A Victorian bridge in London wrapped in silver foil to keep it cool. Railway workers in China sliding massive ice blocks across tracks to prevent them from overheating. Melting runways shutting down airports. These surreal images from extreme 2022 heat waves in Europe, Asia and the U.S. offer a gloomy preview of what we can expect in coming years and decades.
Climate change is a hard and uncomfortable reality. Heat waves, wildfires, floods, droughts, abnormal snow, storm surges, and excess rainfall are having an unprecedented impact on the condition and longevity of critical infrastructure such as roads, bridges, railway tracks, airport runways, power plants, telecom towers, and utility networks. The World Meteorological Organization reports that between 1970 and 2019, the number of extreme weather events increased by a factor of five, while economic losses from those events increased sevenfold. The UN Office for Disaster Risk Reduction projects a further rise in natural disasters by 40% from 2015 until 2030.
In discussions about climate change, mitigation is usually the focus. But in addition to mitigating greenhouse gas emissions from the construction and operation of their assets, providers of critical infrastructure must develop effective ways to adapt to the changing climate. Wrapping a bridge in silver foil might actually be effective, but it is slow, reactive and not scalable. Innovative digital technologies can equip the infrastructure providers with effective adaptation tools.
Aging infrastructure assets have lower chances of withstanding today’s climate extremes, and replacing them requires massive capital investment and long lead time to design, construct and operationalize. Moreover, these systems are complex, interconnected and interdependent; a failure in one part of the infrastructure chain can have a domino effect on other industries. For sustainable economic growth and social well-being, critical infrastructure must become climate resilient. Resilience is often seen as an adversary to asset performance, but this mindset needs to change; asset operators must balance performance with resilience.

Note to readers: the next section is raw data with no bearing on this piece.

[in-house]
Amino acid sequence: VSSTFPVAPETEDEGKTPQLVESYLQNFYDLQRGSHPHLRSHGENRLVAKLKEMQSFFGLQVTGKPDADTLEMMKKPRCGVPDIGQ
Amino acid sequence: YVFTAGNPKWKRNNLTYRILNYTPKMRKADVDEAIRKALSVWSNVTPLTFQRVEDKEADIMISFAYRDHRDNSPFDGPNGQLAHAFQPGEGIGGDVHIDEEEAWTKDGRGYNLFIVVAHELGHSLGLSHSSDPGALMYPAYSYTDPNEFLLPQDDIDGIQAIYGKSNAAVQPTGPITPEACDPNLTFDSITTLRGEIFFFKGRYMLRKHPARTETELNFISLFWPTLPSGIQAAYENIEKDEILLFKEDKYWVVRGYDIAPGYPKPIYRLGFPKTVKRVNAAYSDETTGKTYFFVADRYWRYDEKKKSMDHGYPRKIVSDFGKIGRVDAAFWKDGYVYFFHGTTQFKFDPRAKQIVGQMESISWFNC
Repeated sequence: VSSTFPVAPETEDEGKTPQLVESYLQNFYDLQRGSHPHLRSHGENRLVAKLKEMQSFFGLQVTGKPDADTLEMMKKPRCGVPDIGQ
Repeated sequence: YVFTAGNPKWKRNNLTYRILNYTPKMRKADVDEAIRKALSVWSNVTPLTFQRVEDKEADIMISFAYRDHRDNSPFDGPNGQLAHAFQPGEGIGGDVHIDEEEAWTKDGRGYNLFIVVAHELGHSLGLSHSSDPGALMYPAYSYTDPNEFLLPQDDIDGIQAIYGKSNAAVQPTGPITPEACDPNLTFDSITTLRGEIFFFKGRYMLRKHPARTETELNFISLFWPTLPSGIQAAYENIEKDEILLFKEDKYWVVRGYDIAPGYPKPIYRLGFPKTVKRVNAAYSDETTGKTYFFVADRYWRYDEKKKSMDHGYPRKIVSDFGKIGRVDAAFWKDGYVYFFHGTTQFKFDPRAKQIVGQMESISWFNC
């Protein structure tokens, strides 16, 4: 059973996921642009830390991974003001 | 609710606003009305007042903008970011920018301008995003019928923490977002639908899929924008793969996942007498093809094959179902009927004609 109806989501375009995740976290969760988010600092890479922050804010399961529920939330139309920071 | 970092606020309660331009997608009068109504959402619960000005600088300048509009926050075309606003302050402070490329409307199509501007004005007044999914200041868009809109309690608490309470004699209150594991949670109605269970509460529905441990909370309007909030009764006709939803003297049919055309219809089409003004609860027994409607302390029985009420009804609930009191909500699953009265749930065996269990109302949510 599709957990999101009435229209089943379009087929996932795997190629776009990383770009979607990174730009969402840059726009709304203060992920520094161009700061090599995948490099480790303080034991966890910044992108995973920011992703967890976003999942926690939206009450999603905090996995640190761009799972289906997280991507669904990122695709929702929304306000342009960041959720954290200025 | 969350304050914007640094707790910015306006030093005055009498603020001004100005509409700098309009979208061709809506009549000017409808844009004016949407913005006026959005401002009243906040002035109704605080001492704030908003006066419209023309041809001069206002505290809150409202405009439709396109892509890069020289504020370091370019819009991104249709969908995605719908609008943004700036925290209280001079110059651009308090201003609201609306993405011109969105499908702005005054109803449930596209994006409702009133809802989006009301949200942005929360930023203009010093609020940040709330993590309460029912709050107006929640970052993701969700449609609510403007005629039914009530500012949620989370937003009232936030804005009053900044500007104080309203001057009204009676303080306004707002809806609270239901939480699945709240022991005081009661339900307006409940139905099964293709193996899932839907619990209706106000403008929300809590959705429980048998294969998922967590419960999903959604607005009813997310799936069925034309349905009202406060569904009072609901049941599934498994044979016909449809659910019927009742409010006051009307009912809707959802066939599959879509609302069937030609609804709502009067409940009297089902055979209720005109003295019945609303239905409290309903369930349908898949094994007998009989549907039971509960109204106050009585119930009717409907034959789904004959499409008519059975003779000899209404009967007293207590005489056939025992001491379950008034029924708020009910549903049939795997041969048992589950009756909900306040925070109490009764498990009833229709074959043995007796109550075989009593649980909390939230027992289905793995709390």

Potential for digital technologies in climate adaptation
Risk assessment and diagnosis of critical infrastructure are traditionally built on periodic inspections and aided by conventional monitoring and analytics. This results in a slow decision flow not suitable for today’s swiftly changing environment. To achieve higher resilience, infrastructure operators should adopt digital solutions for measurement, communication and computation to achieve automated, accurate and rapid decision making.
Continuous condition monitoring of assets at scale using advanced digital techniques such as LiDAR imaging, space-borne remote sensing and drone imagery are essential in predicting asset degradation. Such techniques can be both accurate and economical for such use cases as monitoring oil and gas pipelines, highways, long bridges, viaducts and tunnels.
These capabilities, paired with complex weather models and historical data, allow organizations to understand how changing climate patterns or extreme events like floods can accelerate the degradation of assets or even make them non-operational.
For example, with a forecast of increased rainfall, maintenance engineers can track changes in the flood plain on a map and combine that data with condition scores of roadways and railways assets to create a risk profile of affected asset stock. With such analysis, operators can take corrective measures and optimize the investments in their adaptation journeys.
Infrastructure service providers need to embed digital technologies across all four phases of resilience strategy and disaster management, as shown in the following figure.